The next time you offer an arm to give vials of blood for tests, think about Dongqing Li, a mechanical and mechatronics engineering professor.
Li develops various microfluidic devices, one of which requires only a tiny sample of blood to get results. How tiny? “Instead of millilitres, we’re using nanolitres,” he says.
The technology is also lightning fast. Instead of hours, days or weeks to get results, Li talks about minutes and seconds since the duration of the biochemical reaction is proportional to the number of molecules to be treated. Fewer – a lot fewer – molecules equal real-time solutions.
His lab-on-a-chip technologies are so small and inexpensive compared to a conventional bio-medical lab in a hospital that Li predicts they will eventually change how blood samples are taken and read. Instead of wheeling vials of blood down to a hospital lab a handheld machine would be in the room with the patient or steps away.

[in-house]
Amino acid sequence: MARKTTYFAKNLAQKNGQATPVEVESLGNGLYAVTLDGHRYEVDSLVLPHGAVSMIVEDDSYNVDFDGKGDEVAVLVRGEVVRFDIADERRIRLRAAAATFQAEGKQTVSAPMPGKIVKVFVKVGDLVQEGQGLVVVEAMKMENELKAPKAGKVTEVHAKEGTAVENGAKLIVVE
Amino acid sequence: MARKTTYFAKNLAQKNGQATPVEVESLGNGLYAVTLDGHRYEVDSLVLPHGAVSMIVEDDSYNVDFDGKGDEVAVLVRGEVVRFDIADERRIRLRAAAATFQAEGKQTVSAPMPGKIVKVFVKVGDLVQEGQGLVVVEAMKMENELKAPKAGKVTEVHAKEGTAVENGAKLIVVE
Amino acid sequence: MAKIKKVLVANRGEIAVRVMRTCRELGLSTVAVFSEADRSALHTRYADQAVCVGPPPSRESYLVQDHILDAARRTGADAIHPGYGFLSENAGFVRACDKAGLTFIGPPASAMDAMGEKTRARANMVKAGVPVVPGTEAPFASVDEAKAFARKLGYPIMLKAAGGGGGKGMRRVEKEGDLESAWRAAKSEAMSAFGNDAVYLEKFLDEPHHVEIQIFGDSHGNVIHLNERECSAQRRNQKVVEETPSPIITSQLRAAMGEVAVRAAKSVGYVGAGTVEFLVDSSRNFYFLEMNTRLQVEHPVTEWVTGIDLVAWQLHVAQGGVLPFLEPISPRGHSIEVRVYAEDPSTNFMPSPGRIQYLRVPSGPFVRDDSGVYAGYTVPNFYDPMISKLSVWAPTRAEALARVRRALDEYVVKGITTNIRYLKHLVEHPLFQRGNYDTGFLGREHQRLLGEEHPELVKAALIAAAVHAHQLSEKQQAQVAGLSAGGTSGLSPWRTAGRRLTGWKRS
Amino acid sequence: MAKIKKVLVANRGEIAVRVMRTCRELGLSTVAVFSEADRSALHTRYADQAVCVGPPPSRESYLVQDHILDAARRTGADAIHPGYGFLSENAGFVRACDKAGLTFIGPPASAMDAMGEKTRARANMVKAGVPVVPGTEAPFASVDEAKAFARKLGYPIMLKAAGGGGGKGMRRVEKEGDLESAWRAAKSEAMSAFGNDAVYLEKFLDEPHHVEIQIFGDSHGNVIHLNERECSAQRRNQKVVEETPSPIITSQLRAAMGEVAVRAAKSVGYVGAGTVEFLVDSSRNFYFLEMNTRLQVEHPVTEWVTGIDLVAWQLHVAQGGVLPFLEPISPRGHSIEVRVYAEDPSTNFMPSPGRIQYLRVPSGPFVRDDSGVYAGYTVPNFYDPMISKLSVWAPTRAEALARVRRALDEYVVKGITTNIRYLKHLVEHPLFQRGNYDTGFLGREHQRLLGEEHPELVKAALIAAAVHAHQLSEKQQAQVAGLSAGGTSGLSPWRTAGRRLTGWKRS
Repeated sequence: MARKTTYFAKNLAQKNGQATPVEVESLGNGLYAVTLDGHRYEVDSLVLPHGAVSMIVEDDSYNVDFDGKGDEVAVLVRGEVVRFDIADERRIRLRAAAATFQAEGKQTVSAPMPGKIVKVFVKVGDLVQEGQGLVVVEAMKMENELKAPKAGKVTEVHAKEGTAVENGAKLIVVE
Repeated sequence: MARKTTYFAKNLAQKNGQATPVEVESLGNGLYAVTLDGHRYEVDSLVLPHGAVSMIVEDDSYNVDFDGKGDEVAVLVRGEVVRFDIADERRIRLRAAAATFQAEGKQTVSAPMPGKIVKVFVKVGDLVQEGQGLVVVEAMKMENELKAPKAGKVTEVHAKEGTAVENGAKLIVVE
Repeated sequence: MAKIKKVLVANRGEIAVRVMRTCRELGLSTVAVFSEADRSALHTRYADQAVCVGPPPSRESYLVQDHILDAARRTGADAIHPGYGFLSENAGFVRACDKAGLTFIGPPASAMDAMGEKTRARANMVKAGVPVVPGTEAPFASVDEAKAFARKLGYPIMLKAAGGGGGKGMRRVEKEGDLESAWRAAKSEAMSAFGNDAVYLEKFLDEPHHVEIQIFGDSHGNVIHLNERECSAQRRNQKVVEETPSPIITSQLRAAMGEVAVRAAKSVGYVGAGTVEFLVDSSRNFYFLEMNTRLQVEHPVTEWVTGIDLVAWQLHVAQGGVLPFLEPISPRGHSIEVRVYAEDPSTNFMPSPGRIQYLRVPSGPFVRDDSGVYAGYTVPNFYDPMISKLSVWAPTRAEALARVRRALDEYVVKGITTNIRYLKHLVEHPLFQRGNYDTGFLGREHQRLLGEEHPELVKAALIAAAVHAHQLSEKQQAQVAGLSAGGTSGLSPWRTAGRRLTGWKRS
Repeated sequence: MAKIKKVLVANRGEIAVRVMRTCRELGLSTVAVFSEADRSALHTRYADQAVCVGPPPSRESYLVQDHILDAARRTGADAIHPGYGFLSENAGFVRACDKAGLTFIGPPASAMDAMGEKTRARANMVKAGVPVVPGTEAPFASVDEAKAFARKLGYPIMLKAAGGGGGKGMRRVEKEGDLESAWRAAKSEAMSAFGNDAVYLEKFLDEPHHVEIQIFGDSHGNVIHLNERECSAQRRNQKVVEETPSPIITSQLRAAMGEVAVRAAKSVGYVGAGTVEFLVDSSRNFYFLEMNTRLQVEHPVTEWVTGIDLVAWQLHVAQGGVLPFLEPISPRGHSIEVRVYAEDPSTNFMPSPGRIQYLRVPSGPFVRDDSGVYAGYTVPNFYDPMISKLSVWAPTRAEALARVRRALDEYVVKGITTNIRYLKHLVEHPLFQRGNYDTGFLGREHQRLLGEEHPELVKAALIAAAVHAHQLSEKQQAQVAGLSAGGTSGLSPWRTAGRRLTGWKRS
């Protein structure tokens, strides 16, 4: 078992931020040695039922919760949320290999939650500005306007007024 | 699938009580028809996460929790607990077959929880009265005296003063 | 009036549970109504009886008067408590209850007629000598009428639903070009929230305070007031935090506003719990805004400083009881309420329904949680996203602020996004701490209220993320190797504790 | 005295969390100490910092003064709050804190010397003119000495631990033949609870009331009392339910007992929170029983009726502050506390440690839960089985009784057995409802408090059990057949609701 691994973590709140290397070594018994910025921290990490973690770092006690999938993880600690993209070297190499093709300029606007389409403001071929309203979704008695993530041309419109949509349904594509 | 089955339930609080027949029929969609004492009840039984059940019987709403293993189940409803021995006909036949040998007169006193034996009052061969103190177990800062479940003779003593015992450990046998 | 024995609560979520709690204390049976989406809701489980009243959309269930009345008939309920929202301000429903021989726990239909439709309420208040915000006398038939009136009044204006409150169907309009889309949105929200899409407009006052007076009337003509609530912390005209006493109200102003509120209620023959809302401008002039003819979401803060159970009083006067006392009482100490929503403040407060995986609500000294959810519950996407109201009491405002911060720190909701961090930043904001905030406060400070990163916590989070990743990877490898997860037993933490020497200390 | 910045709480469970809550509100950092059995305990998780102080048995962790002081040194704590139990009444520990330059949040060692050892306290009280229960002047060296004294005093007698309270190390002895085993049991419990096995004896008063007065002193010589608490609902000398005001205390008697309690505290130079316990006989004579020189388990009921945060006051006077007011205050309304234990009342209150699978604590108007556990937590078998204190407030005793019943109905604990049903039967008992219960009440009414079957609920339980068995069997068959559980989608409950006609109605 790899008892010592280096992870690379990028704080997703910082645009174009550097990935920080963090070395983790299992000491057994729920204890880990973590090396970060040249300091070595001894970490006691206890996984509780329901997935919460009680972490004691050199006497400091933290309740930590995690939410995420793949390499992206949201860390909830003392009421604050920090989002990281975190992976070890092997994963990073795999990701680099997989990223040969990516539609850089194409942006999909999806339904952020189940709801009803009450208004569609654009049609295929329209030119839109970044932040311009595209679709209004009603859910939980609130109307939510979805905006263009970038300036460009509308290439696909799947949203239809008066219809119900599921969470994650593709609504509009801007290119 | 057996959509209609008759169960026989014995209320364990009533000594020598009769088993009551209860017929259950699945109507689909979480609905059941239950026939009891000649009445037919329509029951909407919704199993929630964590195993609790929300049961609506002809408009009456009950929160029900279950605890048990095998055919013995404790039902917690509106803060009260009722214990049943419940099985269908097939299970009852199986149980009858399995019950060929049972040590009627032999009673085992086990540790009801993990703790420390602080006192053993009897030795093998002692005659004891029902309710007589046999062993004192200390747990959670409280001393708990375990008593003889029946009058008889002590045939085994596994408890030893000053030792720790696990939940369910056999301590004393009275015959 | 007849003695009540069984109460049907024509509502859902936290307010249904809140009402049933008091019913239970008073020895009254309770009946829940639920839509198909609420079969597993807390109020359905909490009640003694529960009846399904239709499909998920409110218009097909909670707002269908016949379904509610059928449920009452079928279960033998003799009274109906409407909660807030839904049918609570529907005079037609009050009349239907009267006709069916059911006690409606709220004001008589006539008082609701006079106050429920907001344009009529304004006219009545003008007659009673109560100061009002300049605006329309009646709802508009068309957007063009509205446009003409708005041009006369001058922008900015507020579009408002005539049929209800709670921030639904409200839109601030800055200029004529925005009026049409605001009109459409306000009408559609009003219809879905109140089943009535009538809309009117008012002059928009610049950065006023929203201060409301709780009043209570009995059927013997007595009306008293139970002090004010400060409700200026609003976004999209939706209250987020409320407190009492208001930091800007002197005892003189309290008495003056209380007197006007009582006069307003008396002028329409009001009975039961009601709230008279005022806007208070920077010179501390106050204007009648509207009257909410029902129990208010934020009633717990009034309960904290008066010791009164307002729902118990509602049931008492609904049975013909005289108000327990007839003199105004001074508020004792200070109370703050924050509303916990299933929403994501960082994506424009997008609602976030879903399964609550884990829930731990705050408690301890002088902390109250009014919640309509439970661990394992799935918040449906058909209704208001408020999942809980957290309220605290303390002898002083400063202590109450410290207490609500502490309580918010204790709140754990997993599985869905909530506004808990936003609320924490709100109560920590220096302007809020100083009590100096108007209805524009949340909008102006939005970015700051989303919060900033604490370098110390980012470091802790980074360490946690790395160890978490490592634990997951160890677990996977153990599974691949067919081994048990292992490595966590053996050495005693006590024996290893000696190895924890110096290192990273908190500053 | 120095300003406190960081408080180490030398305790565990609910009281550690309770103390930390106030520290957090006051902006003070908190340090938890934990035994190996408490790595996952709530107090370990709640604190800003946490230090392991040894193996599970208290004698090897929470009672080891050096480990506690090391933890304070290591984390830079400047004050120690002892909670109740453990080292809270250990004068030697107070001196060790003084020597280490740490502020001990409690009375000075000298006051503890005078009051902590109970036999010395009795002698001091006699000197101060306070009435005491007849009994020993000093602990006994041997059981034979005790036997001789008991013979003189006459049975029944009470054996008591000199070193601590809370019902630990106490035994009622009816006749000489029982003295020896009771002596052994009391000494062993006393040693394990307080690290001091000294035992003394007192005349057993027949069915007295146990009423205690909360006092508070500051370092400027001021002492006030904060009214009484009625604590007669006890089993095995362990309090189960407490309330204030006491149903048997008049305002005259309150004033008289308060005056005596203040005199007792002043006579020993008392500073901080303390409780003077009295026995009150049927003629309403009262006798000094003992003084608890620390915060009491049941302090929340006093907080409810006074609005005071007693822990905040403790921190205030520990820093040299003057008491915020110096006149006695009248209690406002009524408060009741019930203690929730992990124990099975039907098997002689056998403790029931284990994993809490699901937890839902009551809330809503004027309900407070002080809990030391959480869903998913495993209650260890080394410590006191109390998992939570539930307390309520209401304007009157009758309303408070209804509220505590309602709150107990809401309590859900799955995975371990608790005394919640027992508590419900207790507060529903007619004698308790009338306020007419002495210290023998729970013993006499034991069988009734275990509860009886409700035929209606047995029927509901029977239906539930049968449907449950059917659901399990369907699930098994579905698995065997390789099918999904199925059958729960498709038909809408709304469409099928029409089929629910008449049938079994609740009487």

Now a varied number of industries are clamoring to talk to Li. The Canada Food Safety Research Centre wants his technology to identify bacteria in food samples. Meanwhile, a large, Toronto-based infertility clinic wants it to find ways to increase its pregnancy success rates.
“I think this is a very promising area,” says Li. “We’re not just providing fundamental research, we’ll be providing technology benefits to Canadian society as a whole.”